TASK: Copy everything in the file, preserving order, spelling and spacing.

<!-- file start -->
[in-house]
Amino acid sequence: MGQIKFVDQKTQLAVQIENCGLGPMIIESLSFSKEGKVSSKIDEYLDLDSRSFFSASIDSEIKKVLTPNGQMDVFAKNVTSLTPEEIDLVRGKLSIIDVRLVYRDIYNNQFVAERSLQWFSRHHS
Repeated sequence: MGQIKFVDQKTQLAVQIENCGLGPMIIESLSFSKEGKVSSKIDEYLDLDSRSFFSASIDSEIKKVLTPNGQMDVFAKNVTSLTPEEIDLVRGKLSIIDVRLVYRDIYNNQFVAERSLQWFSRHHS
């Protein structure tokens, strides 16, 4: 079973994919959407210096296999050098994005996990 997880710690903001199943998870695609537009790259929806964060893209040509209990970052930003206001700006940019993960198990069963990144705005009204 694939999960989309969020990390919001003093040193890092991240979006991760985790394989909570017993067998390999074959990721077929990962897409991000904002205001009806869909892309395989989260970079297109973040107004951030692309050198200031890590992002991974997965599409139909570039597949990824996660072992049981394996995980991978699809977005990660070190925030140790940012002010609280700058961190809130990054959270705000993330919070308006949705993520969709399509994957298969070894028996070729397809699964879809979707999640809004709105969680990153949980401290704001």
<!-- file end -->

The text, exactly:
[in-house]
Amino acid sequence: MGQIKFVDQKTQLAVQIENCGLGPMIIESLSFSKEGKVSSKIDEYLDLDSRSFFSASIDSEIKKVLTPNGQMDVFAKNVTSLTPEEIDLVRGKLSIIDVRLVYRDIYNNQFVAERSLQWFSRHHS
Repeated sequence: MGQIKFVDQKTQLAVQIENCGLGPMIIESLSFSKEGKVSSKIDEYLDLDSRSFFSASIDSEIKKVLTPNGQMDVFAKNVTSLTPEEIDLVRGKLSIIDVRLVYRDIYNNQFVAERSLQWFSRHHS
């Protein structure tokens, strides 16, 4: 079973994919959407210096296999050098994005996990 997880710690903001199943998870695609537009790259929806964060893209040509209990970052930003206001700006940019993960198990069963990144705005009204 694939999960989309969020990390919001003093040193890092991240979006991760985790394989909570017993067998390999074959990721077929990962897409991000904002205001009806869909892309395989989260970079297109973040107004951030692309050198200031890590992002991974997965599409139909570039597949990824996660072992049981394996995980991978699809977005990660070190925030140790940012002010609280700058961190809130990054959270705000993330919070308006949705993520969709399509994957298969070894028996070729397809699964879809979707999640809004709105969680990153949980401290704001």